American Home Mortgage Holdings, Inc.
American Home Mortgage Holdings, Inc.
Total Assets: $58.3 million (2000)
Stock Exchanges: NASDAQ
Ticker Symbol: AHMH
NAIC: 522292 Real Estate Credit
American Home Mortgage Holdings, Inc. is a Long Island-based holding company involved in the residential mortgage loan business through two wholly-own subsidiaries: American Home Mortgage Corp. and Marina Mortgage Company, Inc. The company concentrates its efforts on selling to new home buyers rather than homeowners looking to refinance. It offers a broad range of mortgage products, including Fannie Mae-eligible loans, adjustable rate mortgages, jumbo loans, FHA-insured and VA-guaranteed loans, and non-prime loans. In addition, American Home offers home equity, second mortgage loans, construction loans, and bridge loans. The company generally sells the loans that it originates, usually within a month, rather than holding onto them for long-term investment. (Co-op loans made in New York City are held until properties reach occupancy.) Although buyers include Fannie Mae, thrifts and smaller banks, securities dealers, and real estate investment trusts, American Home sells most of its loans to major institutional investors. In 2000, for instance, the company sold 24.5 percent of its loans to Fleet Mortgage Corp., 20.4 percent to Chase Manhattan Mortgage Corporation, and 14.7 percent to Wells Fargo Funding. American Home’s line of loan products are offered through three divisions: Retail, Wholesale, and Internet. The Retail operation accounts for 75 percent of all sales. Selective acquisitions since the company went public in 1999 has extended American Home’s reach to the Midwest and West Coast of the United States, growing to a network of 55 community offices in 13 states. The company also does business through joint ventures with mid-size real estate brokerage firms: 50–50 arrangements in which the venture sells loans that it originates to American Home, which in turn sells them to its institutional buyers. The company’s Wholesale Division works with a network of more than 75 independent mortgage brokers, who refer borrowers by submitting completed loan applications for an underwriting determination. American Home’s Internet division, MortgageSelect.com, accounts for less then 20 percent of the company’s loans, but holds great promise for the future. It was the Internet model, in fact, that served as the focal point of the company’s initial public offering. Rather than spending money to build a brand out of MortgageSelect, American Home seeks out destination website partners to offer mortgage services to their visitors who do not leave the host site. For customer support, the company maintains three call centers. This private label approach to the Internet minimizes the amount of money American Home spends to acquire a loan, giving it a significant advantage over online rivals.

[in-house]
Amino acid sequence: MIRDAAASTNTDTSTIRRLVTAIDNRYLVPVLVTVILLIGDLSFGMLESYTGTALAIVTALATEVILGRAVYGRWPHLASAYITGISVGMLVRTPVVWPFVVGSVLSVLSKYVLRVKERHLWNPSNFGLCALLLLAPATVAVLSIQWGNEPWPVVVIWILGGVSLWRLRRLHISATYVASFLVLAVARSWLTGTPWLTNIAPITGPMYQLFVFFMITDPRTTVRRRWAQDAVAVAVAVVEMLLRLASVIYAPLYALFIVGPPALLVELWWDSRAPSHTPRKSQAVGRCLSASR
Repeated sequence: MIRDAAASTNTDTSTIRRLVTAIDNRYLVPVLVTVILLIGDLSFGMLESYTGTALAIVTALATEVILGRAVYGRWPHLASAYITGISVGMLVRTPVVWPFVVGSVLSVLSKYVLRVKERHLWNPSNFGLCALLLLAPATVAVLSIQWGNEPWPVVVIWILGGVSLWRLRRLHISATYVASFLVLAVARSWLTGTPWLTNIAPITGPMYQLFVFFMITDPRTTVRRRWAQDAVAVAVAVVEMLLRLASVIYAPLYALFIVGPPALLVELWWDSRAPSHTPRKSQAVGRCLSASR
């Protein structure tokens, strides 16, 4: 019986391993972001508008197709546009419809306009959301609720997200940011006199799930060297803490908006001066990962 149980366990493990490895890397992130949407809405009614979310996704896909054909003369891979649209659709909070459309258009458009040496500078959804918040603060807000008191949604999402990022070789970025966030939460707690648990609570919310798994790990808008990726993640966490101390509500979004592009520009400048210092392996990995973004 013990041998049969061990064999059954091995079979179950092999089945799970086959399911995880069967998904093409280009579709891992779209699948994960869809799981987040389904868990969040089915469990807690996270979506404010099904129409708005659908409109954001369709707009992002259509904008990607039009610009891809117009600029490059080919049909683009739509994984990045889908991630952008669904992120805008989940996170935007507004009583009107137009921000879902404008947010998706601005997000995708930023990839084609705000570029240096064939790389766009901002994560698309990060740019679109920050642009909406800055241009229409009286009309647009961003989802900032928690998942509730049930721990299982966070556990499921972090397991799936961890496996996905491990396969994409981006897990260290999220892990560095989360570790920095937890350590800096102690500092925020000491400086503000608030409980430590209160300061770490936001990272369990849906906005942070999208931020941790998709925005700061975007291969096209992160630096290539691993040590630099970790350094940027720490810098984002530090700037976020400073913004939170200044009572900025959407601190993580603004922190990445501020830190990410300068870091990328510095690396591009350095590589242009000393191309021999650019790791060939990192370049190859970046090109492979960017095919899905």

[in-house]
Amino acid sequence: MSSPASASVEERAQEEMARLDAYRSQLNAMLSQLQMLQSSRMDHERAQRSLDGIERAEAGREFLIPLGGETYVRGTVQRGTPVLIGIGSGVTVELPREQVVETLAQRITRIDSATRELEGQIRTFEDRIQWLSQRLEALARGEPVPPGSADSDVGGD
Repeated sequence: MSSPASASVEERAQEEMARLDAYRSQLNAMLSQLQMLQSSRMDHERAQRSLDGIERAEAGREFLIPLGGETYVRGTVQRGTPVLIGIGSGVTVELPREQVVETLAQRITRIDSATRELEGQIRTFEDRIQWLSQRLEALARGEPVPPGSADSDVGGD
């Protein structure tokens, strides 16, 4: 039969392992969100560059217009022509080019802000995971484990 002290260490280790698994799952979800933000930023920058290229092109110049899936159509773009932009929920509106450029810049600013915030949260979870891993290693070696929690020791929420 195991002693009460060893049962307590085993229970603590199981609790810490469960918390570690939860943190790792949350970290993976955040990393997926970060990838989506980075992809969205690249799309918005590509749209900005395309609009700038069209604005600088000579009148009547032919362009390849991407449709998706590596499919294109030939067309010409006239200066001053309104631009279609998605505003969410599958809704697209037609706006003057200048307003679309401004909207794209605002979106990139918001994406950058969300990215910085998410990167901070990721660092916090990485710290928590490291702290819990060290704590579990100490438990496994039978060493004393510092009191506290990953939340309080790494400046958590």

American Home Mortgage Corp. Established in 1988
American Home’s president, CEO, and chairman, Michael Strauss founded the business in 1988. Originally from Chicago, he earned a B.S. in business administration from Washington University in St. Louis, Missouri, then moved to New York City. At the outset, American Home was little more than a one-man business operating out of Manhattan. Strauss soon moved to the Long Island city of Melville, where he would be able to recruit from a work force experienced in the mortgage industry. Over the course of the next ten years Strauss built his business, taking a regional approach to growing the volume of loans originated while adding sales personnel. By 1994, American Home had four branches and originated $220 million in loans. By 1998, that volume approached $1.2 billion and the number of branches increased to 12, with locations in New York and six eastern states. Revenues for 1998 totaled more than $20 million, and the company posted a $4.87 million profit. Not only did Strauss reach a juncture at which he felt the need to expand beyond his East Coast base of operations, he also took note of the way the Internet was beginning to have an impact on mortgage lending. He decided that by establishing an Internet mortgage lending business he would be able to quickly realize his desire for expansion.